by Rev. Chuck Muether
In this week’s Heidelbit, we reflect on Lord’s Day 22 of the Heidelberg Catechism. We will study two questions:
57. What comfort do you receive from the “resurrection of the body”?
That not only my soul after this life shall be immediately taken up to Christ its Head, but also that this my body, raised by the power of Christ, shall be reunited with my soul, and made like the glorious body of Christ.
58. What comfort do you receive from the article “life everlasting”?
That, inasmuch as I now feel in my heart the beginning of eternal joy, I shall after this life possess complete blessedness, such as eye has not seen, nor ear heard, neither has entered into the heart of man, therein to praise God forever.
When we think of an aftermath, we think of a destructive consequence that results from an event that might be a deadly storm or an act of terrorism. Reporters who come on to such scenes often pronounce with harried voice the ubiquitous, “This is a war zone!” And so it is. Rarely is an aftermath seen as good except in the case of these Heidelberg Catechism answers. Consider the Christian pilgrimage.
Our first big stretch out of the womb is a significant event, but, as the psalmist says, “after seventy, or even by reason of strength eighty; yet their span is but toil and trouble; they are soon gone, and we fly away” (Psalm 90:10). We are born in sin, and sin do we commit. Our life is a constant battle against the triumvirate of evil: the flesh, the world, and the devil. Sin is always crouching at the door.
Soon comes the moment of that last breath; however, we do not fly away in dust and ashes. No, we who are in Christ will “possess complete blessedness, such as eye has not seen, nor ear heard.” And, provided we who are disciples of Christ, the good news does not stop after hearing these words, “Well done good and faithful servant.”
While we ascend to heaven, we await that day when our bodies will be reunited with our souls in glorious consummation, as “we will be made like the glorious body of Christ.”
Now, dear believer, consider that amazing event while you ponder Genesis 1:23: “Let us make man in our image, after our likeness. And let them have dominion over the fish of the sea and over the birds of the heavens and over the livestock and over all the earth and over every creeping thing that creeps on the earth.”
The ugly aftermath of our first parents’ catastrophic fall into sin led to curse and death—a horrific loss of a special communion with God. No aftermath has ever rivaled the one that came when man partook of the forbidden fruit. That aftermath would beget aftermaths for generations to come, including what we see in our day in the massacre of human life.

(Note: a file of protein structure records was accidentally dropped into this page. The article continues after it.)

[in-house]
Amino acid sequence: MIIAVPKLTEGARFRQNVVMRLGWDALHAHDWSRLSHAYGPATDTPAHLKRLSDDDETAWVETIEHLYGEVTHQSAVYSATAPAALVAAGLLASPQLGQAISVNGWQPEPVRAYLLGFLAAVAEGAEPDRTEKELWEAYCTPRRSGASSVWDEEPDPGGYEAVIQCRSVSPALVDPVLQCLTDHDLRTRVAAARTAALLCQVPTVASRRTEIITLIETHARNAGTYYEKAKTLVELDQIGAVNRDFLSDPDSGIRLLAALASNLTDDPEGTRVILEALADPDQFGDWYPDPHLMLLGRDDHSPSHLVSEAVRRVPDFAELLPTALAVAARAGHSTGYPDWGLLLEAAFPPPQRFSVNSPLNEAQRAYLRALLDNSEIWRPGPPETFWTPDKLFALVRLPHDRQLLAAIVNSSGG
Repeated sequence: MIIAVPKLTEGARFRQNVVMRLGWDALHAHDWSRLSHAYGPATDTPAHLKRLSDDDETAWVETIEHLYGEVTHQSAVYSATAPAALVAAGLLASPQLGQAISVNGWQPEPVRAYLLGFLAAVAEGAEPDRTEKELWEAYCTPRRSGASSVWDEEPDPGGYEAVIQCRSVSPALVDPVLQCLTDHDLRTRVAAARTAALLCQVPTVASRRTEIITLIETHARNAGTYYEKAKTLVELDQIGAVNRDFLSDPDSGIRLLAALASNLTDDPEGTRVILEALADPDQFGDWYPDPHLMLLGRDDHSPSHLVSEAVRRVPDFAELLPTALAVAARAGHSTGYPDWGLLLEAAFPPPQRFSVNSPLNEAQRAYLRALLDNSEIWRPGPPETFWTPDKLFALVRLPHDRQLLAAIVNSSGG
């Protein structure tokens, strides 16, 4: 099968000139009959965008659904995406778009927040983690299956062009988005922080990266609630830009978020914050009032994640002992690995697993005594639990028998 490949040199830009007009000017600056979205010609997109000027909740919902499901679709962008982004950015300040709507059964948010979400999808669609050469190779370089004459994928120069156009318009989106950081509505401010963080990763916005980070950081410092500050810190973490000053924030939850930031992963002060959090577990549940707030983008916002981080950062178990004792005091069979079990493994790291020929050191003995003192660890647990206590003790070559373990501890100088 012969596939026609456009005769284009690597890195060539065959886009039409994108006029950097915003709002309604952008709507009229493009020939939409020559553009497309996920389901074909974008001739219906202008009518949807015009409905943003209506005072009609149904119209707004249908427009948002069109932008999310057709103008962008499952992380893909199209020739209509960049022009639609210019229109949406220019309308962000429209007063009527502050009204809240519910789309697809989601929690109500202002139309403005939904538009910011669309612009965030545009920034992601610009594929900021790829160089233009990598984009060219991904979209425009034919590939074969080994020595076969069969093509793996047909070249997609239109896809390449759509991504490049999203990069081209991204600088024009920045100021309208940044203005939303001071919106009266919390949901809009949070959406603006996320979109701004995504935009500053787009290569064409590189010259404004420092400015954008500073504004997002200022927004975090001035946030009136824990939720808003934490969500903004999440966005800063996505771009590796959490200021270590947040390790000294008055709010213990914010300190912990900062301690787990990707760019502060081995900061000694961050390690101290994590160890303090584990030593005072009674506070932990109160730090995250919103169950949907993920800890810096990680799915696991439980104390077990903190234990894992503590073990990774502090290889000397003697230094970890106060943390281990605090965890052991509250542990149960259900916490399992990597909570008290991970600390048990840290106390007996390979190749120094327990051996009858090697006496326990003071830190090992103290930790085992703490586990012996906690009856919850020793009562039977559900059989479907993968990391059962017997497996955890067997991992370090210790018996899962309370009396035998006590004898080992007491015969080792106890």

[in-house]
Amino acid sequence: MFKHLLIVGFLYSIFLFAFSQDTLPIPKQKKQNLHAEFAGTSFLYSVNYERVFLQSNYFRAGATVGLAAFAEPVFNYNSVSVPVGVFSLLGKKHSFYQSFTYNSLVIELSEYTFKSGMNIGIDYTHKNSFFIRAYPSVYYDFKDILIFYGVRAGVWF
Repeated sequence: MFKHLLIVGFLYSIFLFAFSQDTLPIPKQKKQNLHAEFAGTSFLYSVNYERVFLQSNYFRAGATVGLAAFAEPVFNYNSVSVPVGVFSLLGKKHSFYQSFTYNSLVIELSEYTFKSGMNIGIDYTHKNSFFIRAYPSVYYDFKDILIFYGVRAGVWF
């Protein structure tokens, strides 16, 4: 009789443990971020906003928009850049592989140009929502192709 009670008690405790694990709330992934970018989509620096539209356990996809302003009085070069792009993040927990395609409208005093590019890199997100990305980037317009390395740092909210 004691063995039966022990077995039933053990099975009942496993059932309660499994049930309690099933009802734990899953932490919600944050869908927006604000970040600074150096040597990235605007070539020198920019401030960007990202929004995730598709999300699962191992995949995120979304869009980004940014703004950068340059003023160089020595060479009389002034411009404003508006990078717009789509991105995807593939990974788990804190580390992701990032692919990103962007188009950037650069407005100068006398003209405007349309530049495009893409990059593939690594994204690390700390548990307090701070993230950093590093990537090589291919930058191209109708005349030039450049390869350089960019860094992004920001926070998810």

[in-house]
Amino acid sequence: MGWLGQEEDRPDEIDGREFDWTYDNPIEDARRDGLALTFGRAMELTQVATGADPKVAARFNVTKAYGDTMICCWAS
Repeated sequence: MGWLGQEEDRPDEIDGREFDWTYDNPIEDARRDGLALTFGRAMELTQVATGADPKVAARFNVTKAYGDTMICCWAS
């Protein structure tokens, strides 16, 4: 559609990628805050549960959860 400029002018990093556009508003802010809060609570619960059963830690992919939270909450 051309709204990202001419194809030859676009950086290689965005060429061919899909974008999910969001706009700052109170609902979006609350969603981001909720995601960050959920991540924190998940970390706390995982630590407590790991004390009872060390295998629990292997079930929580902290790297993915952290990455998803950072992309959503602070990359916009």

But in the person and work of Jesus, the death, resurrection and ascension of our Redeemer-King, the certain aftermath of sin—death—has been replaced with an afterlife of glory. You could say the aftermath of death of the Messiah brought life to all whom the heavenly Father has called His own.
I often hear a saint or two say, “Can’t wait to step into life eternal.” Our catechism lesson teaches us that we now can feel in our heart the beginning of eternal joy. The apostle John explains why he wrote his first letter: “I write these things to you who believe in the name of the Son of God that you may know that you have eternal life” (I John 5:13).
That’s eternal life that can be enjoyed today in the church militant and realized later in its fullest sense in the church triumphant. So you might ask, where can I enjoy this taste of heaven? Would you believe the answer is simply in the private and corporate exercises of worship?
Most are familiar with the line from the epic movie Field of Dreams: “Is this heaven? No, it’s Iowa.” Properly understood, every time you take that seat in the pew during true worship, you could ask that very question: is this heaven? And in part the answer is, yes, because you are meeting with God in a special communion, which is what eternal life will be.
I once told that to a catechumen who then smartly replied, “So eternal life will be like hearing long sermons 24/7?” To which I responded, “No, there won’t be any stuttering, or longwinded points, or even preacher tone—just pure divine communion, but if you listen to the faithful preacher carefully you will glean a foretaste of that ‘blessedness, such as eye has not seen, nor ear heard.’”